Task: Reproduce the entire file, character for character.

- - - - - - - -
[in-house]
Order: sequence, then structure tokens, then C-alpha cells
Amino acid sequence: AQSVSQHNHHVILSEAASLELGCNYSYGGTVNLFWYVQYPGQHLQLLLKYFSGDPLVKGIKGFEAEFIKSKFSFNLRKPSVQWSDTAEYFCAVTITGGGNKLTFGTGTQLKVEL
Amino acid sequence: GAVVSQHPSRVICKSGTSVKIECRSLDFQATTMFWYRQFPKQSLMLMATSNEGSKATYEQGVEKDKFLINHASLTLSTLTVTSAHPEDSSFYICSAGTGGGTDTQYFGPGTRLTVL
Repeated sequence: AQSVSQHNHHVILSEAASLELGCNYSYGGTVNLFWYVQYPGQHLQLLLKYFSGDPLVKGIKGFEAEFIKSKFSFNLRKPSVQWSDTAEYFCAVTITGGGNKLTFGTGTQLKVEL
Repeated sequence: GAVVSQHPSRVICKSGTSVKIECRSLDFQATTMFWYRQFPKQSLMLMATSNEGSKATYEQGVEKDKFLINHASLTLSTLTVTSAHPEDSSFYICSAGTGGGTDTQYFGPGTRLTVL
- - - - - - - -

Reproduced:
[in-house]
Order: sequence, then structure tokens, then C-alpha cells
Amino acid sequence: AQSVSQHNHHVILSEAASLELGCNYSYGGTVNLFWYVQYPGQHLQLLLKYFSGDPLVKGIKGFEAEFIKSKFSFNLRKPSVQWSDTAEYFCAVTITGGGNKLTFGTGTQLKVEL
Amino acid sequence: GAVVSQHPSRVICKSGTSVKIECRSLDFQATTMFWYRQFPKQSLMLMATSNEGSKATYEQGVEKDKFLINHASLTLSTLTVTSAHPEDSSFYICSAGTGGGTDTQYFGPGTRLTVL
Repeated sequence: AQSVSQHNHHVILSEAASLELGCNYSYGGTVNLFWYVQYPGQHLQLLLKYFSGDPLVKGIKGFEAEFIKSKFSFNLRKPSVQWSDTAEYFCAVTITGGGNKLTFGTGTQLKVEL
Repeated sequence: GAVVSQHPSRVICKSGTSVKIECRSLDFQATTMFWYRQFPKQSLMLMATSNEGSKATYEQGVEKDKFLINHASLTLSTLTVTSAHPEDSSFYICSAGTGGGTDTQYFGPGTRLTVL